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Will Xenoandrogens Become the Next Big Menace of Anti-doping Committees?
- Updated: April 25, 2012
It took only four years for xenoandrogens to transform from a by-product of university-lab experiment gone astray into the hottest performance-enhancing group of substances available.
In 2008 a group of scientists in Japan fed the rats modified tocopherol and observed their reaction. The main aim of their experiment was to prove that some changes in the tocopherol molecule are safe and can be used in food fortification. The results were nothing short of shocking: high IGF-1 levels, significantly lowered glucocorticoid catabolism, AR stimulation.
More research followed and the first reports of athletes using modified tocopherols surfaced as early as in 2010. What’s behind such a swift implementation of a new research? The answer is simple: basic building blocks or “raw materials” of xenoandrogens are common edible substances. The new product is in fact technically still considered a food – e.g. a subgroup of tocopherols.
Modifications have no names, only numbers. 254 of them exist so far, each with slightly different structural changes and effects.
The name xenoandrogens is somewhat misleading – it was originally used to describe chemical pollutants disrupting hormonal balance in animals. But modified tocopherols (and later similar substances) proved hard to classify: they are not plant-derived (like phytoandrogens), nor are they hormones (like anabolic steroids). They are, however, designed to mimick known steroids in some of their effects.
Even as athletes in Europe started to discover xenoandrogens, so did the doping watchdogs. To be sure – every new group of performance enhancing compounds brings with it a dilemma of prohibiting it or not. Modification of a harmless substance can prove a true Catch-22.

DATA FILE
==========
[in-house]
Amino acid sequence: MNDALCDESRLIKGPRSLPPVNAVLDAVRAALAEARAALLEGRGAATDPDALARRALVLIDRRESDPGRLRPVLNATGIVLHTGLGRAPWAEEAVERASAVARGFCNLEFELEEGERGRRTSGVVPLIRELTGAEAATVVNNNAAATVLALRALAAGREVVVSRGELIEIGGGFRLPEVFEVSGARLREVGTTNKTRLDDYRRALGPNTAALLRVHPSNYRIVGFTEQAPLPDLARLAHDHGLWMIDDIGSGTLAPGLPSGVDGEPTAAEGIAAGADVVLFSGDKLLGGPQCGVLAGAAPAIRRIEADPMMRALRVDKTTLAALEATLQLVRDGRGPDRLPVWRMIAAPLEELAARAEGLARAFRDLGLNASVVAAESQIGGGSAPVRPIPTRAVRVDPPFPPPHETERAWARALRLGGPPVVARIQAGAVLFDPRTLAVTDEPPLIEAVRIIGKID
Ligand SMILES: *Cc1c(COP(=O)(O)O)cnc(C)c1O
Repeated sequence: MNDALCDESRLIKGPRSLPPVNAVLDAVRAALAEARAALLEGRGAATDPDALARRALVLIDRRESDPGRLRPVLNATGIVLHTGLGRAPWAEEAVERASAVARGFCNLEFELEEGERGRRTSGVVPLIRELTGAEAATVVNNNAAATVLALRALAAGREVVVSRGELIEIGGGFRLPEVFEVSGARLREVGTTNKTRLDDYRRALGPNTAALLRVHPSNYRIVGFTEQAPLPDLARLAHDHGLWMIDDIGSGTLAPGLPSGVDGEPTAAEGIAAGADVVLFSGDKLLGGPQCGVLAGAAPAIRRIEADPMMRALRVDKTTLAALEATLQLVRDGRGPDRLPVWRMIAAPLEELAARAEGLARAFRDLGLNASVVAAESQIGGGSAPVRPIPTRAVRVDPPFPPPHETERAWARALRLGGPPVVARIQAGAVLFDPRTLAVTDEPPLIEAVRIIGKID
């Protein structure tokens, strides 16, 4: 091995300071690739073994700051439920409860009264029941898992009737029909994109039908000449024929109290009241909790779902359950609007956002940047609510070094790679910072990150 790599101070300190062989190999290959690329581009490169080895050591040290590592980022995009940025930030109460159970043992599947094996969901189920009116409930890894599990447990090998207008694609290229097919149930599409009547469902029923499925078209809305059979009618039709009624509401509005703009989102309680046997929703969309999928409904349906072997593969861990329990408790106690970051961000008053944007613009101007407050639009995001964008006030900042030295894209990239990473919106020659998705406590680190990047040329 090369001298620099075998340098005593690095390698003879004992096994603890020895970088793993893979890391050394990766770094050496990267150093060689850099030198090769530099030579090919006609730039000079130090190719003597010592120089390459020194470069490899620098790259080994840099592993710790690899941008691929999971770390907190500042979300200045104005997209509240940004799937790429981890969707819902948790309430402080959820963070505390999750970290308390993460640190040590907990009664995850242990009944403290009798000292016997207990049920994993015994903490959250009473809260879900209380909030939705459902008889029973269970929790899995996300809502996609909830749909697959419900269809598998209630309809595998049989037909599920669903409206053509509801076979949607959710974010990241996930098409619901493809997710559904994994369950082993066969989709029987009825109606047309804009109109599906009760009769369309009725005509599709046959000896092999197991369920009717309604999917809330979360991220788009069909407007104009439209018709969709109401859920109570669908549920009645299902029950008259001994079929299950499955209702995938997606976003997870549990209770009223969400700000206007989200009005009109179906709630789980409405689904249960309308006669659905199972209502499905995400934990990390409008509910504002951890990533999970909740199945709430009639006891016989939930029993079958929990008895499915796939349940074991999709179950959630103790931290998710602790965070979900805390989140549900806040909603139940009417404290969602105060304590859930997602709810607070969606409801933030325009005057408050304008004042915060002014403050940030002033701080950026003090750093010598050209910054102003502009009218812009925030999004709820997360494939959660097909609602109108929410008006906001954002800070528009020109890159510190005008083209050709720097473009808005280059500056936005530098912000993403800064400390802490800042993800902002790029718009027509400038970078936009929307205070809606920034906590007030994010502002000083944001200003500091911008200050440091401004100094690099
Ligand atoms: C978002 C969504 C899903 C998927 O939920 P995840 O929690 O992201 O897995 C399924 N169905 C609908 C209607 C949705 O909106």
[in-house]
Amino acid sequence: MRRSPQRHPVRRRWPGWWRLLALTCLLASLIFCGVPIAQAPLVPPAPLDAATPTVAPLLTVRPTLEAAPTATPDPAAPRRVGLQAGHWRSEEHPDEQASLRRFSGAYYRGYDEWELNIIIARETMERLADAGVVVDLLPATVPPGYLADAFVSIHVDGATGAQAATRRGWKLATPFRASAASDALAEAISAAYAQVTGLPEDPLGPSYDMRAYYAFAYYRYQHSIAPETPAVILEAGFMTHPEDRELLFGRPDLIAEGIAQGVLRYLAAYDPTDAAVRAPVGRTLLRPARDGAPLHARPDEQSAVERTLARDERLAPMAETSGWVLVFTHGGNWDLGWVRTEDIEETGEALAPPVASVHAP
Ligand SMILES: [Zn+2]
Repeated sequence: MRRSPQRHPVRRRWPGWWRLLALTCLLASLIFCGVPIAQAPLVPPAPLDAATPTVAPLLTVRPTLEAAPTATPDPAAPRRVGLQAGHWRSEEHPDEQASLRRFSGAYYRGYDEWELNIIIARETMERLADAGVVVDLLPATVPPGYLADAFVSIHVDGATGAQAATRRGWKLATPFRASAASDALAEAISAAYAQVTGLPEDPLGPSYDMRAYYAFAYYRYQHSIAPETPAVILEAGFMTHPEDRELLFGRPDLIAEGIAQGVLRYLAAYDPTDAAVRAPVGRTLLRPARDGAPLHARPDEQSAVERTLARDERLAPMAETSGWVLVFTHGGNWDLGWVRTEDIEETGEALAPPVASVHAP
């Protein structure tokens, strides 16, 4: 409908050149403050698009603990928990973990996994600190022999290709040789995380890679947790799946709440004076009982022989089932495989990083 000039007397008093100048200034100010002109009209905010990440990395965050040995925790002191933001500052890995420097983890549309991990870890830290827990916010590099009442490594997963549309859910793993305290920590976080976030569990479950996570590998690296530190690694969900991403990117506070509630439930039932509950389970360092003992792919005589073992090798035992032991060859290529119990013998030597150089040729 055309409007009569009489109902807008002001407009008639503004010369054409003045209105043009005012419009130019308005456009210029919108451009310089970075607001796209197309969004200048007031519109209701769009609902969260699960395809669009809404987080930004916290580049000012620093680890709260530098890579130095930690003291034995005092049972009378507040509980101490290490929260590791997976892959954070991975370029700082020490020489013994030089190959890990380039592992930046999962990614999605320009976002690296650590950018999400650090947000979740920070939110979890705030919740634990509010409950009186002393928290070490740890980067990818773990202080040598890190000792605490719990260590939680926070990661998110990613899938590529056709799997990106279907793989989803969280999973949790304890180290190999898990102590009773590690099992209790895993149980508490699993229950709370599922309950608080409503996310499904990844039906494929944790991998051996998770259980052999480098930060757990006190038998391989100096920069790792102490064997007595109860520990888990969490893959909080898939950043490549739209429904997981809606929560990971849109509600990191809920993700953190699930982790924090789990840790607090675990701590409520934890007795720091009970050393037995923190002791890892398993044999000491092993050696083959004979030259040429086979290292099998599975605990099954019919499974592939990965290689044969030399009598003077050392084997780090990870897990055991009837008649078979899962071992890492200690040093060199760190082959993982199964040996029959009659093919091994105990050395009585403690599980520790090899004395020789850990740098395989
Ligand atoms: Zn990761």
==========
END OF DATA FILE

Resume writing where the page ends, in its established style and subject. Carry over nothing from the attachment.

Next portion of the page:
Recent reports by German media suggest that xenoandrogens actually will be banned in organized sports. It seems that most anti-doping authorities believe that the use of any performance-enhancing substance should be banned as it gives unfair edge to those using it.
This approach will no doubt raise many questions regarding phytohormones and various natural precursors of steroid hormones (like campesterol or beta-sitosterol) which have been so far tolerated.
Then there is the question of detection. Testing all tocopherol modifications is not realistic. Testing tocopherol itself can also mean disqualification of athletes using plain vitamin E. Therefore, novel tests measuring the level of IGF-1 and related growth factors have been suggested. It would require comparing samples of athlete’s blood or urine through several months or even years (higher levels of growth factors and elevated levels of displaced glucocorticoids are the only measurable sign of xenoandrogen use so far).
This is not the first time the World Anti-Doping Agency (WADA) considers banning harmless and hard-to-detect substance. Only few years ago it seemed that we are really close to achieving the holy grail of muscle-growth, namely myostatin inhibition. In the end the drugs that worked well with rats proved useless with humans but WADA started to develop methods to reveal any unnatural changes in human body over long period of time.